The award-winning Los Hongos explores street life in Colombia.
The award-winning Los Hongos explores street life in Colombia.

Finding Gastón, which screens Saturday at 7:30 p.m. will sate foodies looking for the secret sauce behind Peruvian cuisine and the impact its leading purveyor has made in his home country and abroad. 

American Julia Patricia Perez provides illuminating historical context while following the superstar chef, who is elevating the profile of his country’s cuisine almost single-handedly. With an unrivaled passion for food, Acurio is literally creating a cultural legacy by inspiring future generations in Peru to pursue culinary arts.

Screening Sunday at 3:00 p.m., Venezuelan director Mariana Rondón’s Pelo Malo (Bad Hair) pushed cultural buttons when it debuted at the Toronto Film Festival in 2013, owing to its complex treatment of issues of racial identity and class, as well as its representation of homophobia.

Nine-year-old Junior (Samuel Lange) lives alone with his single mom, Marta (Samantha Castillo), a tough, proud and determined woman who struggles to raise a strong son against the odds.

Even as starkly vivid locations capture the barrenness slum life in urban Caracas, Pelo Malo shines thanks to the flamboyant vitality of Samuel Lange’s Junior. Junior’s fixation on ironing out his kinky hair for his school picture drives the central conflict between a concerned single mother and her son as this telling film examines their intimate, but tense relationship.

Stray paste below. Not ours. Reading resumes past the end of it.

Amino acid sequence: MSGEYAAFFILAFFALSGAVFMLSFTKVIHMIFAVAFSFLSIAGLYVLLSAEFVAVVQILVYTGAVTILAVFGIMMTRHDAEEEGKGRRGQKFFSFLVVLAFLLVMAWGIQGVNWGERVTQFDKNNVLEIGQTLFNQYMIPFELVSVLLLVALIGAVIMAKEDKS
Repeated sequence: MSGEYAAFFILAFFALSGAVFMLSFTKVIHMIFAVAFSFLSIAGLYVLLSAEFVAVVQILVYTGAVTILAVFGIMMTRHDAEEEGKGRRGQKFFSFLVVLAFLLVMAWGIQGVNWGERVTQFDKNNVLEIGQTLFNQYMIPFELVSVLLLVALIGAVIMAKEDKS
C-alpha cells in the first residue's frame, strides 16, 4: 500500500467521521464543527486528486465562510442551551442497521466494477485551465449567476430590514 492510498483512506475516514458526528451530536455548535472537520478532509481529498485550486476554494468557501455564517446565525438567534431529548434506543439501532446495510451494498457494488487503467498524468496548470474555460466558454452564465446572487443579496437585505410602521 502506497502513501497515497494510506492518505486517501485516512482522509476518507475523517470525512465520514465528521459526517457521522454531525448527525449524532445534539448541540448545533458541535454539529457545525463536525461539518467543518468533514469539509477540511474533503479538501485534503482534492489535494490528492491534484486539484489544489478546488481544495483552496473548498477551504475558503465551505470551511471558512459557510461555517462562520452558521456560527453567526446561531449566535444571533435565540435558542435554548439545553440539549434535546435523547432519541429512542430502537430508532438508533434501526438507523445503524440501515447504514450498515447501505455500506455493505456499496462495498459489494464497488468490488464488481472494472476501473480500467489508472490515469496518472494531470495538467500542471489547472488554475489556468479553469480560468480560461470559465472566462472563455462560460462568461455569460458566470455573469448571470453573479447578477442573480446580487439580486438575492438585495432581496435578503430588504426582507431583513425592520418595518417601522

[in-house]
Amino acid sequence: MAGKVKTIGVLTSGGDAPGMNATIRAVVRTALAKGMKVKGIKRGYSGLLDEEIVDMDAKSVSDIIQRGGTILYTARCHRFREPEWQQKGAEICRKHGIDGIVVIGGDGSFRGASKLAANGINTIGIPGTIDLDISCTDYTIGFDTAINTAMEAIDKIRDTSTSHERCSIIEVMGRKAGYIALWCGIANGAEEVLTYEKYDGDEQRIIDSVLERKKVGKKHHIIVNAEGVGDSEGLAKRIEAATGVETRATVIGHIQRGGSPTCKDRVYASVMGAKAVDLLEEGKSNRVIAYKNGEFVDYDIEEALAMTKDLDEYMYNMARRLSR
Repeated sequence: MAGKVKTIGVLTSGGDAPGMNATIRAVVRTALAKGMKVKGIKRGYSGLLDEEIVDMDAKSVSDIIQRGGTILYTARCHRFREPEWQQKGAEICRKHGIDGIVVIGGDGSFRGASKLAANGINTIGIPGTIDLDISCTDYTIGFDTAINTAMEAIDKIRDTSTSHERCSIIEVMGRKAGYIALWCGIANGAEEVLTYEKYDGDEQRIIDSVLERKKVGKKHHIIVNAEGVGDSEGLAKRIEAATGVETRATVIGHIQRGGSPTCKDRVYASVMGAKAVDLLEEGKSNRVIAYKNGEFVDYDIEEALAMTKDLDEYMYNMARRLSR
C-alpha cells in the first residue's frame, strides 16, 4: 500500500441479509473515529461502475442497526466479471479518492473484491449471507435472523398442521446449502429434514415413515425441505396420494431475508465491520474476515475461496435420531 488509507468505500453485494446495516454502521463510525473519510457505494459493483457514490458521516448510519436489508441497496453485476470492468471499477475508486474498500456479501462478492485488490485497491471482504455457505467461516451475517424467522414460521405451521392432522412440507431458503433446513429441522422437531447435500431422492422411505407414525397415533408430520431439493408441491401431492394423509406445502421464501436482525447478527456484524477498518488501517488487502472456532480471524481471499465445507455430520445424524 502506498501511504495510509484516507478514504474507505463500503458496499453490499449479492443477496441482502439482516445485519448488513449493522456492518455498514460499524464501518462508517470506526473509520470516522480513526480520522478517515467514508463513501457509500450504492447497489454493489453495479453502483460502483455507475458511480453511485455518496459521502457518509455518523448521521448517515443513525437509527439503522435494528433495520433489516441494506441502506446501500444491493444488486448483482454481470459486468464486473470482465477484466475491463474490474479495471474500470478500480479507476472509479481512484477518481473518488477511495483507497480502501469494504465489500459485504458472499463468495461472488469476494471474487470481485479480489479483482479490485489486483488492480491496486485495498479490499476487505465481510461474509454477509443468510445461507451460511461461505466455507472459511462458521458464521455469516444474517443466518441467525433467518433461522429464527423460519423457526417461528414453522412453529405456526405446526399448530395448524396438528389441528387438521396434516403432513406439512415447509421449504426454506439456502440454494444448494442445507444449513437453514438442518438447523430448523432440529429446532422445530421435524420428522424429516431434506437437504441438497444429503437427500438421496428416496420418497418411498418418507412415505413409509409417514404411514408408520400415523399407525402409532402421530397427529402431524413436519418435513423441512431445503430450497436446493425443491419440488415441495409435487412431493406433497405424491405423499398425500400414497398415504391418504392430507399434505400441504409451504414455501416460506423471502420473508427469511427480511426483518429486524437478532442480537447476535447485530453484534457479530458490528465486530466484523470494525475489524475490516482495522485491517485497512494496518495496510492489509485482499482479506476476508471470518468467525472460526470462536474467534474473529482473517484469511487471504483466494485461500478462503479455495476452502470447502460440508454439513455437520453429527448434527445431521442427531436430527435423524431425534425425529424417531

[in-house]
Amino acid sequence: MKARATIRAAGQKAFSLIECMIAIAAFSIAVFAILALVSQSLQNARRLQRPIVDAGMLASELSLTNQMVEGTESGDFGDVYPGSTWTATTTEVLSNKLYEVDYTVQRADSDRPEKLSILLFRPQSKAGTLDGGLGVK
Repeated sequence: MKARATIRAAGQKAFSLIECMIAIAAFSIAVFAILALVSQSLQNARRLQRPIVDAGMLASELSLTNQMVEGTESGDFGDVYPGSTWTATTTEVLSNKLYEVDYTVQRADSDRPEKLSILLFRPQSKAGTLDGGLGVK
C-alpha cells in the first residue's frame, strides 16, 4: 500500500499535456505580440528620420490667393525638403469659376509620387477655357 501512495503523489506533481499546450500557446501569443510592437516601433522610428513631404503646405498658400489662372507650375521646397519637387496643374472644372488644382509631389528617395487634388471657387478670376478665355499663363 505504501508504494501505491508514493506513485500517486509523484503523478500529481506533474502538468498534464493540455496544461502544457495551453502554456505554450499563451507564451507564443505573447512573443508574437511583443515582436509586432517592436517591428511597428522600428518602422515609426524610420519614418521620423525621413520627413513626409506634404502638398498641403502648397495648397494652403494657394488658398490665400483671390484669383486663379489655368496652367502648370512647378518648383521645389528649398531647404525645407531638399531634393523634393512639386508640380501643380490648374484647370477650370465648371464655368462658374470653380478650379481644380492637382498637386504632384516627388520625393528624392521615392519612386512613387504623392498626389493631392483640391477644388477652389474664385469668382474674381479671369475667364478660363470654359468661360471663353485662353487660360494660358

Pelo Malo explores race, class and homophobia.
Pelo Malo explores race, class and homophobia.

The series concludes on Sunday at 5:30 p.m. with Wim Wenders’ smash music documentary Buena Vista Social Club. A sensation in 1999, the film — which was accompanied by a Grammy-winning album — chronicles guitarist Ry Cooder’s cultural mission to seek out and reunite performers from Havana’s pre-revolutionary (think Godfather, Part II) nightclub scene, most notably the eponymous Buena Vista Social Club.

Even as the music remains timeless, the film serves as a dual time capsule. It captures the raucous energy and enthusiasm of 1950’s Havana, and serves as a snapshot of the spirit that stubbornly fueled Cuba’s decaying post-Cold War era revolution. As a cultural artifact, the film is worth revisiting, but those eager to dance in the aisles can experience the band itself — live on the Rialto stage — two weeks later on Saturday, October 24 at 8 p.m.

Linda Dubler’s obit in the Atlanta Journal-Constitution includes a quote about the importance of Americans seeing foreign-made films: “We’re used to exporting our sensibility, not importing other sensibilities,” she said. “International film makes the world much larger.”

Of course, the paradox of expanding one’s worldview through cinema is that it also makes the world smaller. Movies can bridge gaps of understanding, open a window of compassion and ultimately connect us to our shared humanity. As U.S./Cuban government relations slouch towards normalcy, the impact of Buena Vista Social Club’s cultural diplomacy on U.S./Cuban relations may be on par with what ping-pong did to U.S./Chinese relations a generation ago.  

With Cinemás, the Atlanta Film Festival and the Rialto Center will take four small steps toward showing Atlanta audiences a much larger world stage, if only for two days.